I cant remember where the scar on my fathers face is. Sometimes I think it is here, on the left side of his face, just underneath his eye. But then I say to myself, thats only because you were facing him, and so really, it was on the right side. But then I say no, that cant be. Because when I was a boy I sat on his shoulders and he would let me rub my hand over it. And so I sit on top of a table and place my legs around a chair and lean over and I try to find where it would have been. Here. Or there. Here. Or there.
As he speaks his hand skips from one side of his face to the other.
He used to say, when I die youll know how to tell its me by this scar. That made no sense but when I was a boy I didnt know that. I thought I needed that scar to know it was him. And now, if I saw him, I couldnt tell him apart from any other old man.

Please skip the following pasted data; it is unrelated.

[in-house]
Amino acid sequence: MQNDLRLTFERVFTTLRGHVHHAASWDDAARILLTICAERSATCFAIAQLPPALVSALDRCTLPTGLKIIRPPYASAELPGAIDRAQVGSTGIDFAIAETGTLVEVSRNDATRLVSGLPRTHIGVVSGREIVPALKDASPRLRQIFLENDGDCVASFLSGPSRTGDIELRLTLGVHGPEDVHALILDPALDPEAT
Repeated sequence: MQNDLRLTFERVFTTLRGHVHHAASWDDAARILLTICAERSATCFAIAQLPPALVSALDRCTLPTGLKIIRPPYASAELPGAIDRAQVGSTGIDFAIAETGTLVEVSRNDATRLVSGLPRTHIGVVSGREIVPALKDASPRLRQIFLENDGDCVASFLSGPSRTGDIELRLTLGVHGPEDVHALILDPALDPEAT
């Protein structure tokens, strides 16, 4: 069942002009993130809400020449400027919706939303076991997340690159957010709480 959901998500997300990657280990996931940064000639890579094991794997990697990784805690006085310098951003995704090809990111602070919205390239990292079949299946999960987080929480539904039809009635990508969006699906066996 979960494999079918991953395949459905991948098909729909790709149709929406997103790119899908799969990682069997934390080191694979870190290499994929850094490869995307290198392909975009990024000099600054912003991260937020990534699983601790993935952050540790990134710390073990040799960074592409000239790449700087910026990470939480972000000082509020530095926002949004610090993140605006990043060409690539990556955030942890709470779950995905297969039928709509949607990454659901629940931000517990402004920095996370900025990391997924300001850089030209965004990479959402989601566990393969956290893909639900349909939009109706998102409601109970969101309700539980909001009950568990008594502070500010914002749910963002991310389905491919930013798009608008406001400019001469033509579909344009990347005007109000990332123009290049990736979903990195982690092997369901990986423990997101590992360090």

Your father is already dead, I tell him.
And so is yours, Stephanos. Dont you worry youll forget him someday?
No. I dont. I still see him everywhere I go.
All of our fathers are dead, Joseph adds.
Exactly, Kenneth says.
Its the closest weve ever come to a resolution.
Excerpted from The Beautiful Things That Heaven Bears by Dinaw Mengestu © 2007 by Dinaw Mengestu. Excerpted by permission of Riverhead Books, a division of Penguin Group. All rights reserved. No part of this excerpt may be reproduced or reprinted without permission in writing from the publisher.
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From NYT bestselling author Ann Leary
The captivating story of an unconventional New England family.
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